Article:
Right-wingers view themselves as conspiracy victims

In Israel's far-right-wing circles, the talk is of conspiracy.

Nearly all extreme rightists believe there was a conspiracy by the government of Yitzhak Rabin to make right-wing demonstrations appear hateful, violent and inciteful, when — in the right's view — they weren't.

Some suggest the assassination itself was a Shin Bet plot to smear the right that "boomeranged" when the bullets turned out to be real. Nobody has yet publicly accused anybody in the government or Shin Bet of actually intending to get Rabin killed, but a lot of the innuendo goes in that direction.

"This may sound crazy, but how is it that there were thousands of yahrzeit candles in Kikar Malchei Yisrael so soon after Rabin was shot?" wondered Shmuel Sackett, co-chairman of the radical opposition group Zo Artzenu (This Is Our Land), and a self-described "former" member of the outlawed Kahane Chai.

"Most people have between zero and one yahrzeit candle in their homes, it was a Saturday night, the stores were closed, and all of a sudden there were boxes of yahrtzeit candles being handed out. Somebody must have known what was going to happen."

Told that the candles lit in Kikar Malchei Yisrael on the night of the assassination were mainly of the household variety, commonly stocked in homes by the box, Sackett replied, "That's interesting."

But this was just one more point that must be checked, he said, and illustrated the growing number of questions that are swirling among the people Sackett meets.

Such conspiracy theories are arising as the right, especially the religious right, finds itself on the ropes since Rabin's killing. Rightists have been defending themselves, by saying confessed assassin Yigal Amir and his co-suspects were aberrations, marginal figures whose violent tactics and incitement was largely condemned by opposition leaders.

The explanation has not exactly caught on; recent polls showed public opinion shifting en masse toward the government and away from the opposition.

Then along came Avishai Raviv. Raviv, in his late 20s, was the head of a tiny organization called Eyal that pledged to murder Arabs and leftist Jews. He worked very closely with Yigal Amir. Raviv, as it turns out, was also a Shin Bet informer.

At a demonstration in Jerusalem one month before the assassination, Raviv showed Israel TV a photomontage of Rabin dressed as an SS officer. That picture has been an albatross around the right-wing's neck, but with Raviv's exposure as a Shin Bet informer, the hardline right is now on the attack — insisting that Raviv was not only behind the photomontage, but was the point man in the Rabin government's campaign to ruin the opposition's name.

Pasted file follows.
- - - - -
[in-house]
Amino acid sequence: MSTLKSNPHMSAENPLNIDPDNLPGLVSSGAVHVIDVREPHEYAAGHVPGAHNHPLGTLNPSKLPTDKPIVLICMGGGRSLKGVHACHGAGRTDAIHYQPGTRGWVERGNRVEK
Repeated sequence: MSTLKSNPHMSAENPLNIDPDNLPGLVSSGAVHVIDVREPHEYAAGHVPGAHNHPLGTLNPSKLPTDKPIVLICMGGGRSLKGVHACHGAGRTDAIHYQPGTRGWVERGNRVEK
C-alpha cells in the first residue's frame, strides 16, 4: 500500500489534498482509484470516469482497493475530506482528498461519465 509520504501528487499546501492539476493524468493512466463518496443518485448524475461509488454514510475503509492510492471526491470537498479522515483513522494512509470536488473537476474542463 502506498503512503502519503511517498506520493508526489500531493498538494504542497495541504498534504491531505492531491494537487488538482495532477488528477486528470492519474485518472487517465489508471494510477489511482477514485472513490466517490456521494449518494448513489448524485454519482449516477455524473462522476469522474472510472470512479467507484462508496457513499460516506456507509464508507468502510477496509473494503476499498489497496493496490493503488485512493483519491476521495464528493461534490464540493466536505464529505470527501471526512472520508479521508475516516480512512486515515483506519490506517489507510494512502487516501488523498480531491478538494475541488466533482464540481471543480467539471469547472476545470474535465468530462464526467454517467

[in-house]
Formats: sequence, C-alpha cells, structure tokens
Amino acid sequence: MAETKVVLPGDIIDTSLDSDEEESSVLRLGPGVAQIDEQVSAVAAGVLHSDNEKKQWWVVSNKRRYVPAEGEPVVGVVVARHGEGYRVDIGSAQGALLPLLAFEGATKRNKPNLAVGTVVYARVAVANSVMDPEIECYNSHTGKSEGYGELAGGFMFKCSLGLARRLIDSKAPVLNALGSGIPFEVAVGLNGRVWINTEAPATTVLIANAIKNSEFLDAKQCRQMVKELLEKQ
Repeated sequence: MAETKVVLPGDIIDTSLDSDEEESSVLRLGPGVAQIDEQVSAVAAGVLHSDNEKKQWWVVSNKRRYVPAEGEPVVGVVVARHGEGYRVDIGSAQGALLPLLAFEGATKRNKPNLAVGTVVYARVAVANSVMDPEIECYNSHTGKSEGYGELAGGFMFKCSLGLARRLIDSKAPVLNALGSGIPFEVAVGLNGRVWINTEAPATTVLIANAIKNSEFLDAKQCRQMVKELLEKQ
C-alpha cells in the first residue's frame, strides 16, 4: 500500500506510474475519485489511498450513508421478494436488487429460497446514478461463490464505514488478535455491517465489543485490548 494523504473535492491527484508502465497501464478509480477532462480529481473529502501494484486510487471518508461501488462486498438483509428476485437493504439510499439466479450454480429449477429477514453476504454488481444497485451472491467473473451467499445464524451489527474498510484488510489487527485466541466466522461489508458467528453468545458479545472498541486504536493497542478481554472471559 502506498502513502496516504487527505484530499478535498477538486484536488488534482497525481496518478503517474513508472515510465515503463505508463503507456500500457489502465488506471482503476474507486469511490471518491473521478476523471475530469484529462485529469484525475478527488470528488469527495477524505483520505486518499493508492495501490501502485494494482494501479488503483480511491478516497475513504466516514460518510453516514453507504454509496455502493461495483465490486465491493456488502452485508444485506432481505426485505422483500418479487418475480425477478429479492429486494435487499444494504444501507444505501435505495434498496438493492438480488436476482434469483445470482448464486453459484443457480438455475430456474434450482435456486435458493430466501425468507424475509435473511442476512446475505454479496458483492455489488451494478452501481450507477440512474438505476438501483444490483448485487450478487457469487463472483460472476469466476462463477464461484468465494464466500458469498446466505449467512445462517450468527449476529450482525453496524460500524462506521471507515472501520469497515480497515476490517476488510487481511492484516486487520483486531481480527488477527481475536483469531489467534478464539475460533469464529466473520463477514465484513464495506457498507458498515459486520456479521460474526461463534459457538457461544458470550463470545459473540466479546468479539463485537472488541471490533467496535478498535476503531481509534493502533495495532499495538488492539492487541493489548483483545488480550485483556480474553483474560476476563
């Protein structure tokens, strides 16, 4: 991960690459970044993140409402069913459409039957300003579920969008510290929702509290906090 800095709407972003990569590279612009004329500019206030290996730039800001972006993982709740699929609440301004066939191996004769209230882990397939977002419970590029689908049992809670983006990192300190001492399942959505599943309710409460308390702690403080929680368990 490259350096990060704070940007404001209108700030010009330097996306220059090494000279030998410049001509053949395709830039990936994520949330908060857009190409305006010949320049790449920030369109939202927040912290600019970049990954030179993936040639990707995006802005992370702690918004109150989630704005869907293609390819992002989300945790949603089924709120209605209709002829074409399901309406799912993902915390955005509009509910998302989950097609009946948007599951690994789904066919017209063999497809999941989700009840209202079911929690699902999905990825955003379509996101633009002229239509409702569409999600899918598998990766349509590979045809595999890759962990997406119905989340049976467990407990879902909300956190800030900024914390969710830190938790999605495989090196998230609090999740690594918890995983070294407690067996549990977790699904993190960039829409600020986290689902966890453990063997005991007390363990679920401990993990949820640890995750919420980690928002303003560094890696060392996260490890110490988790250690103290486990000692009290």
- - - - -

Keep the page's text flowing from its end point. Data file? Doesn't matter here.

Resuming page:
The recent arrest of two yeshiva boys for creating the photomontage has not changed their opinion.

"Everything came from Raviv," argued Elyakim Haetzni, a former Knesset member and a militant settler leader in Kiryat Arba. "He paid youths to write, `Rabin is a murderer,' on walls."

Still, Haetzni dismissed the notion that the Shin Bet was in any way connected with the assassination, but maintained that it was the sole source of the incitement, acting on orders from above. All the ubiquitous expressions of menace could likely be traced to their man Raviv, he said.

Evidence that Raviv was a true-blue, right-wing fanatic at the same time he was working for the Shin Bet cut no ice with Haetzni.

"Raviv was not an informer, he was an agent provocateur," he maintained.

Nadia Matar, the fiery leader of Women In Green, compares the aftermath of the Rabin assassination to the aftermath of the John F. Kennedy assassination, with conspiracy theories and unanswered questions multiplying.

"A Pandora's Box has been opened…[But] I fear the whole truth will never come out," she says.

"A lot of people on the street are talking about it. Many of these ideas sound far-fetched, but who knows? My feeling is that a lot of weird things have been going on."

The most far-fetched idea is posed by Shmuel Sackett and his co-leader in Zo Artzenu, Moshe Feiglin. They note that Leah Rabin says she heard someone in Rabin's guard yell after he was shot, "Don't worry — they were only blanks." Not long after the shooting, an organization calling itself "Revenge" notified the media, "We missed this time; next time we'll succeed." (For more than a half-hour after the shooting, the TV replayed an interview with an eyewitness who claimed the bullets missed Rabin. It was not confirmed until later that Rabin had been hit.)

From this, the Zo Artzenu leaders conclude that the Shin Bet, probably acting through Raviv, meant to stage a failed assassination attempt by putting blanks in Amir's gun and inciting him to go after Rabin. The idea was to further smear the right, goes the theory.

"The irony is that the Shin Bet, whose incitement led to the murder of Yitzhak Rabin, was under the direct authority of Rabin himself, who directed the Shin Bet to act against his political adversaries," Sackett says.

It might have worked, he adds, "except someone switched the blanks for live bullets."

Asked who he thought it might have been, Sackett replied that he didn't know yet.

Most other people seem to feel that Rabin was assassinated because right-wing religious fanaticism was allowed to flourish in Israel. Yet the conspiracy theorists of the far-right see a Rabin-led campaign to get them, which got him in the end.

They are trying to shift the blame from themselves onto the murdered man, whom they blamed for everything while he was alive. What is obvious to them is unthinkably bizarre to everyone else. They are standing on the other side of a looking glass from the sane majority of their countrymen.